March 18, 2017
By: Kevin Solis
President Donald Trump met with German Chancellor Merkel, and during a joint press conference he once again opened up his remarks on immigration by citing negative imagery with his three favorite words, “Radical. Islamic. Terrorism.” Words he always pronounces slowly, taking great pause between them to emphasize “Islamic” and “Terrorism” so that you know they are separate but linked in a common theme to remind you, you are in a war with a religion. That, or he is just delighted with the fact these are the words with the most syllables within his lexicon. (Lexicon – The vocabulary of a person, or branch of knowledge. In case Trump is reading.)
He says the protection of U.S. citizens must come first when looking at immigration. Supposedly to protect us from some foreigners fleeing a war torn area of the world. Yet most acts of terrorism committed upon U.S. citizens have come at the hands of Radical. Christian. Terrorism. The latest so shocking it caused South Carolina to remove the Confederate flag from their statehouse. But these victims of radical Christian terrorism only count if you consider blacks to be U.S. citizens.
He says that immigration is a privilege and not a right. But, I would remind Trump that migration IS a right. Whether a person is seeking residence in an adoptive country, to work, or reunite with family as an immigrant; or whether that person is forced to flee their country to escape war, or religious or political persecution as a refugee, both retain the right to emigrate. Further, that since the United States has created the very economic and war conditions around the world that causes migration the United States has a special obligation to receive these immigrants that is closer to “rights” than it is to “privileges.” Something that much of Europe agrees with. In this light Trump both praised Germany’s involvement as a counter-ISIS coalition member but criticized their welcoming of Syrian refugees as “catastrophic” saying “And nobody even knows where they come from” Uh, Donald? They come from Syria.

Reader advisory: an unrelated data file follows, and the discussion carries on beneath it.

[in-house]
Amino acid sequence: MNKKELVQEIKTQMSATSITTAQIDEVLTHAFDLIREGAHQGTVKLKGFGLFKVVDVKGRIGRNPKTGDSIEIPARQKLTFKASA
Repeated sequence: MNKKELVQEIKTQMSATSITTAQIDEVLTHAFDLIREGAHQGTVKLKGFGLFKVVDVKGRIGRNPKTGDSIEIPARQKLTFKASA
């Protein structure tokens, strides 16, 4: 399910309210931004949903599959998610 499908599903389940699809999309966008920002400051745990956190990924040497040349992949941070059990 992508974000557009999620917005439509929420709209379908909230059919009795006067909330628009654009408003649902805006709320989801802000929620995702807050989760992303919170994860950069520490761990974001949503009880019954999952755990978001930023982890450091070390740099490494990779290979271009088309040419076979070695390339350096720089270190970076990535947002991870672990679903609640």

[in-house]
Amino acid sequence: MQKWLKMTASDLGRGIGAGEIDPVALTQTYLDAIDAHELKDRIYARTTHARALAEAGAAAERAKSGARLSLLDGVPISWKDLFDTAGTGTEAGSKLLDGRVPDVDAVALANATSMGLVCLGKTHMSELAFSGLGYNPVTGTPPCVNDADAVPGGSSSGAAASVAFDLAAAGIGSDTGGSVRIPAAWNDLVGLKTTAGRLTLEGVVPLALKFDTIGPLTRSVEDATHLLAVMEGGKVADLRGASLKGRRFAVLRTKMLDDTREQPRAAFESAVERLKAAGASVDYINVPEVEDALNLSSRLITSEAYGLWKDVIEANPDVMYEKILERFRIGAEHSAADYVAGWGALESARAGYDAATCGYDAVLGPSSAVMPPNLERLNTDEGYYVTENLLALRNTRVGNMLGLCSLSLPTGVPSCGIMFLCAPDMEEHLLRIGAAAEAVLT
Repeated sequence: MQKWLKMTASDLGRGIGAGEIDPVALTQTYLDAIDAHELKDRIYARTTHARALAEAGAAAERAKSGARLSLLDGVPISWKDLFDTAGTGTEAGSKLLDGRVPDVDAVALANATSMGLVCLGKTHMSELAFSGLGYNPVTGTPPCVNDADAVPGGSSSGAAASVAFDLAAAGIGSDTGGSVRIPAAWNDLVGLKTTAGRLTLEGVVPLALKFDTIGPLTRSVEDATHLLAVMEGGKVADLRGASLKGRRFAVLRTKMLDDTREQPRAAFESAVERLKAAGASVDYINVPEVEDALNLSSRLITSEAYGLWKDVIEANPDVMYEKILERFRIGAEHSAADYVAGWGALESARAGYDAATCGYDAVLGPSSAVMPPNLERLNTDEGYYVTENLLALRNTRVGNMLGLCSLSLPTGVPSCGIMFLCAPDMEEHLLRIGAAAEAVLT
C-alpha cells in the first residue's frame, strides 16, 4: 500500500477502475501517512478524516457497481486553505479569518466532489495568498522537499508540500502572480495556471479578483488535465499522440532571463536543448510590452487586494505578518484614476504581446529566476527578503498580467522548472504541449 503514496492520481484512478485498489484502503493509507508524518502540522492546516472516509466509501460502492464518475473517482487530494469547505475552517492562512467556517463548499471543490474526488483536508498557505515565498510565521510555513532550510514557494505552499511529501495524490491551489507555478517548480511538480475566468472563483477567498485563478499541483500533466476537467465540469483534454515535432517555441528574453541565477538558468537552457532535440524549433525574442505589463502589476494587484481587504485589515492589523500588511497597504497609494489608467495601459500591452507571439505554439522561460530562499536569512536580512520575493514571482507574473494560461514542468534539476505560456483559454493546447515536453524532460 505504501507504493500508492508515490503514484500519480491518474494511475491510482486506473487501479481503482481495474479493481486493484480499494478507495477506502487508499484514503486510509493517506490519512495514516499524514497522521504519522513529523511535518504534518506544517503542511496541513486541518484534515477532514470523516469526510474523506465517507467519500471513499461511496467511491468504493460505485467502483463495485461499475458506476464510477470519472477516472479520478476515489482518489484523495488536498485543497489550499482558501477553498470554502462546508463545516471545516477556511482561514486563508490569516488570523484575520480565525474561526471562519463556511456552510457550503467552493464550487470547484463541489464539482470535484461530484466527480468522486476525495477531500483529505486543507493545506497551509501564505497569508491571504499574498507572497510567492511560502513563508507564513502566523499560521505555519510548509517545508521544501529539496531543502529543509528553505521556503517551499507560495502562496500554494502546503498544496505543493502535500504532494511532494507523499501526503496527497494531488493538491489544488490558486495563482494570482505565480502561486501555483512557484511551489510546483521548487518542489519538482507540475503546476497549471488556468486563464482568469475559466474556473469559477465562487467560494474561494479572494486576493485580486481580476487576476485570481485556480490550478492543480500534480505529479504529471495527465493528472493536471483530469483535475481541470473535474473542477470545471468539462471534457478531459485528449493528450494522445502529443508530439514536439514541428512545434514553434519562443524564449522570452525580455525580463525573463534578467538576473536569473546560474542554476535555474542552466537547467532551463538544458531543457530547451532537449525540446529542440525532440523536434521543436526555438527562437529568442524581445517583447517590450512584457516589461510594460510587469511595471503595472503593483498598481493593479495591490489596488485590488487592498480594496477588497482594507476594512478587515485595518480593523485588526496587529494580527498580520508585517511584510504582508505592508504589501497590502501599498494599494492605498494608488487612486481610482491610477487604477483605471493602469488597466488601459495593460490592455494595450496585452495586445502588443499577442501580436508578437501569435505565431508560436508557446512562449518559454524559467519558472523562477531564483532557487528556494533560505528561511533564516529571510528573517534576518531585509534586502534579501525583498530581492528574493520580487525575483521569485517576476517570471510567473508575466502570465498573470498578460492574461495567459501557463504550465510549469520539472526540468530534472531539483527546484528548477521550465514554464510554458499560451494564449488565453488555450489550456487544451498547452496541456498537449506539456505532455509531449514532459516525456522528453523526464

It is no accident that Trump is refusing to call war immigrants, “refugees”. As was explained to him in an earlier call between he and Chancellor Merkel, the U.S. is a signatory to the U.N. Refugee Convention that requires the international community to take in refugees on humanitarian grounds. So, if they remain “immigrants”, America doesn’t have to act. And doing nothing, or the bare minimum (and suing if you have to even do that) is a hallmark of Donald J. Trump.
It’s the phrase, “integration” that is missing from America’s immigration dialog. That there are two parts of migration; immigration and integration.
And at the press conference Merkel had to education Trump on another matter, “Migration, immigration, integration has to be worked on, traffickers have to be stopped, this has to be done by looking at the refugees also.” It’s the phrase, “integration” that is missing from America’s immigration dialog. That there are two parts of migration; immigration and integration. To assimilate those who come into our country into the American culture. Something we’ve done for generations. Something that happens even without our trying. That the children, and grandchildren of immigrants grow up to be Americans. We need to put as much effort into integration as much as we talk about immigration.
But, the most important statement of the press conference is one that none of the media is talking about, the one that puts all of Trump’s comments and decisions into context. It is this; “we are a very powerful COMPANY, eh, country….” And this is not the first time he has slipped and said “company” when he meant “country”. Because if you think of America as a company and not as a home you then look at all your citizens as employees rather than brothers and sisters. You look at your people as either working productively or needing to “be fired”. You see an influx of immigrants as job applicants rather than refugees fleeing poverty and war. And, you see yourself as a boss rather than a guardian, a boss who talks about privileges over rights. Merits over family. Earned rights over inalienable rights. In short, you sound like the current President, confusing and conflating every subject on immigration and the economy. People are either employees or enemies, there is no middle ground.